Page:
A Privileged Past: British Migrants in Post-War Australia

A modest exhibition at Melbourne’s Immigration Museum poses a fairly simple question: do some immigrants have it easier than others? The answer is yes, though few if any immigrants would describe their experiences as easy. But the exhibition also encourages visitors to consider a more profound question: should some immigrants have it easier than others? British Migrants: Instant Australians? explores the experiences of the so-called ‘Ten-Pound Poms,’ Britons who came to Australia as part of a programme in place from 1947 to 1981, designed to boost the population after the Second World War.

There were incentives and instant benefits for those willing to uproot their lives. For ten pounds, adults could travel half way around the globe and begin a new life that promised warmer weather, affordable housing, and good employment opportunities. Until 1973, British migrants gained the right to vote after residing for six months in Australia, and they were able to become citizens after just one year (most immigrants had to wait five years).

It must have been tempting to leave the traumatic memories and the devastated cityscapes of post-war Europe. For Britons who were judged at home by their accents, their education, or their wealth, it was an opportunity to start anew on the other side of the globe, in communities that were less likely to critically assess such things (so long as they were white and spoke English). As the exhibition illustrates, many churches and local organizations worked hard so that these new immigrants could feel comfortable in their new surroundings.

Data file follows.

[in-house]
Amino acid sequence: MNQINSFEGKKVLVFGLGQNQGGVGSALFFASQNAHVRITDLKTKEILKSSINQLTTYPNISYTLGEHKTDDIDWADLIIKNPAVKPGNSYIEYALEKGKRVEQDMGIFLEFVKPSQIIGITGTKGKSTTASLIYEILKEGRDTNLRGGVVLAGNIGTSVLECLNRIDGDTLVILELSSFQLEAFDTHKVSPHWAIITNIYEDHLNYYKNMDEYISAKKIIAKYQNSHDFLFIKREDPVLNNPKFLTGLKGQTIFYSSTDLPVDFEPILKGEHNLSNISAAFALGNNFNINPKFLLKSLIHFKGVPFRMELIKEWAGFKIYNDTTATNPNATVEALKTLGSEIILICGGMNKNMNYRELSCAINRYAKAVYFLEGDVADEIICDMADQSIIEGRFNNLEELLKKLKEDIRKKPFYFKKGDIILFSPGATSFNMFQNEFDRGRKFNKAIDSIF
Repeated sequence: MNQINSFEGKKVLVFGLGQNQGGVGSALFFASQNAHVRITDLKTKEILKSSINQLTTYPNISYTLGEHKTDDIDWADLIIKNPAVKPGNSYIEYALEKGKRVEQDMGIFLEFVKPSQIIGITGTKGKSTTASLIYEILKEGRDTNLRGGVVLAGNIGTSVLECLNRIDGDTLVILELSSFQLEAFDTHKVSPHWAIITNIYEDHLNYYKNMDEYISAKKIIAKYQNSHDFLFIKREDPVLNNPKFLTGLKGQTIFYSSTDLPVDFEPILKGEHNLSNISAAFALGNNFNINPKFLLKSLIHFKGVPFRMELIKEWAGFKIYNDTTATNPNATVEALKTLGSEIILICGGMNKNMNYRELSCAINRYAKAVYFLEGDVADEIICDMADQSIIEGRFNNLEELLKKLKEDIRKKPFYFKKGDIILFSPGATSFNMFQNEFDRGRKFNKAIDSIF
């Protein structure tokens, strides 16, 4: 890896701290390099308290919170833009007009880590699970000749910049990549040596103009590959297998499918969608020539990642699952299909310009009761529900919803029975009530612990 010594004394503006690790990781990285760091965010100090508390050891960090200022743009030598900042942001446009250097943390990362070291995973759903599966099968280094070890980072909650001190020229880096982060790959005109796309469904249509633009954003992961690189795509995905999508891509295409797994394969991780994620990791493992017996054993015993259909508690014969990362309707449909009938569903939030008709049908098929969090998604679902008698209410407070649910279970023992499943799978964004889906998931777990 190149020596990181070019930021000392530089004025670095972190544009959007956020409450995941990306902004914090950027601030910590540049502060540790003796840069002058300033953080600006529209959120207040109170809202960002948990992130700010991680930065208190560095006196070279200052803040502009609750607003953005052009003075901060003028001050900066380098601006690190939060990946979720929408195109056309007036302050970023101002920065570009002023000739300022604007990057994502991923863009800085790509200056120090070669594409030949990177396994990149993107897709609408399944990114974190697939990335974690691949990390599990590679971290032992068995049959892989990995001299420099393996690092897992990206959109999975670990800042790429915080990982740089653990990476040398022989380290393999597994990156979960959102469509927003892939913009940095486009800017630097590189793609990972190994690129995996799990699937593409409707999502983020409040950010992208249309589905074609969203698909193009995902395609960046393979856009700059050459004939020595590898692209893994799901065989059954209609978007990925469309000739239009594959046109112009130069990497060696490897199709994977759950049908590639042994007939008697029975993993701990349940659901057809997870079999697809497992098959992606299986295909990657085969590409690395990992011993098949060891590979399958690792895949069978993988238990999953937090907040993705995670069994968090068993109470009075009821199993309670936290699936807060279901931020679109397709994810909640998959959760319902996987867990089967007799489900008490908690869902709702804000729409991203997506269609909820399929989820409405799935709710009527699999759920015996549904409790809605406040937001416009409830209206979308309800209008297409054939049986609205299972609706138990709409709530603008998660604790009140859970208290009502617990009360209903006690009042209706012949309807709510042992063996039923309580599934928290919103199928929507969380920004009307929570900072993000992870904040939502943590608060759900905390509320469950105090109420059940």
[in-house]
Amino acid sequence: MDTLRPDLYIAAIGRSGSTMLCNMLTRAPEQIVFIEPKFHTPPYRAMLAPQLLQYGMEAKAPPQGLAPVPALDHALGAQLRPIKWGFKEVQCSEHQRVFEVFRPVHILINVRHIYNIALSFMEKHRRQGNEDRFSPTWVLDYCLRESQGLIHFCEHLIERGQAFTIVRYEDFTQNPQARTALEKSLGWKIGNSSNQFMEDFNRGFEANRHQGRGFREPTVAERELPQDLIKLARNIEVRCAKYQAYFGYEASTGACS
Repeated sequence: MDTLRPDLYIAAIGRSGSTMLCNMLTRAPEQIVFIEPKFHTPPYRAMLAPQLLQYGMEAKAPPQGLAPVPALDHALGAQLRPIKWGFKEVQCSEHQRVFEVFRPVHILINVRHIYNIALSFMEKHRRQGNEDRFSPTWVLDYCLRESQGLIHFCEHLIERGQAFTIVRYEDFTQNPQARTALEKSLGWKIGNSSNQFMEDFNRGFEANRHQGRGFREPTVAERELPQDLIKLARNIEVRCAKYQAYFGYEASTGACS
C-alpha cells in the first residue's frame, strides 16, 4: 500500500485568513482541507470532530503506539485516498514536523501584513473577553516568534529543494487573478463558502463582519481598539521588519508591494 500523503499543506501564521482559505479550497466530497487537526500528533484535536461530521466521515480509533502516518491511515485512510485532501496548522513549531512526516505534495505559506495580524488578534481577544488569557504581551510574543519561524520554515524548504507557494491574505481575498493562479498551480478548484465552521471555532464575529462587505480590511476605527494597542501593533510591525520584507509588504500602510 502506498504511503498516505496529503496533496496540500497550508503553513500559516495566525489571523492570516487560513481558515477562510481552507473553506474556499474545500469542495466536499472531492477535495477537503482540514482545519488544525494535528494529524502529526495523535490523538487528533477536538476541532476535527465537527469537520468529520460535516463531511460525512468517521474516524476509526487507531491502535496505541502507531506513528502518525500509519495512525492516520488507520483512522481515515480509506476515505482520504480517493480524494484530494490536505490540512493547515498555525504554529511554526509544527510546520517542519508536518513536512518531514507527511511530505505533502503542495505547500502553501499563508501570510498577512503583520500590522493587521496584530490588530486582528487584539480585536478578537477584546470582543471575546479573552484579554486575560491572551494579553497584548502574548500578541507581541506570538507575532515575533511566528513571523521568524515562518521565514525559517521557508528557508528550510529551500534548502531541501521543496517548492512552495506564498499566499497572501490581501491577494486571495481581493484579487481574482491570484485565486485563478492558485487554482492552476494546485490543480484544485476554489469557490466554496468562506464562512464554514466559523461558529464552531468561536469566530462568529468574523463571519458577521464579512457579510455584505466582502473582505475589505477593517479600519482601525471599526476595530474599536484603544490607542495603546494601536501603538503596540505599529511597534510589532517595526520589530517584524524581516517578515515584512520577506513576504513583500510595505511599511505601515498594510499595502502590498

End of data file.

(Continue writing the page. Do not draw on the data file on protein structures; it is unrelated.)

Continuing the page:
Almost one and a half million British people took advantage of the programme. Yet it wasn’t all smooth sailing. As the exhibition documents, living at hostels, even for a short while, could be challenging. Migrant hostels for the newly arrived were often located at former military bases, far from major cities. The typical residence was a Nissen hut: a half-cylinder dwelling of concrete and corrugated metal that would have been miserable in both winter and summer. Many immigrants experienced homesickness or even depression, and a significant number returned to the UK. Families were often divided: one parent may have found the experience liberating and exciting, while the other struggled to fit in. Many stuck it out for two years—the minimum period required for the ten-pound fare—and then returned to Britain. According to the exhibition, about a quarter of those Britons who came to Australia after the Second World War returned to the UK, though about a quarter of those eventually returned to Australia.


There was also an unpleasant racial side to the programme, which sought to enact the principles underpinning the White Australia policy. As I’ve discussed in a previous post, the Immigration Restriction Act of 1901 had instituted ethnic preference as Australian government policy in an effort to keep the ‘wrong’ migrants out. The point of this post-war immigration plan was to ensure that people of European-British descent dominated the immigrant population: to let the ‘right’ people in. “Our laws have proclaimed the standard of a white Australia … We intend to keep it, because we know it to be desirable.” These words from 1941, quoted in the exhibition, were not those of a Nazi-sympathising extremist; rather they were spoken by John Curtin, Labour Prime Minister of Australia between 1941 and 1945. Admittedly, they came at a time of fears of Japanese invasion, but they remain chilling, to say the least.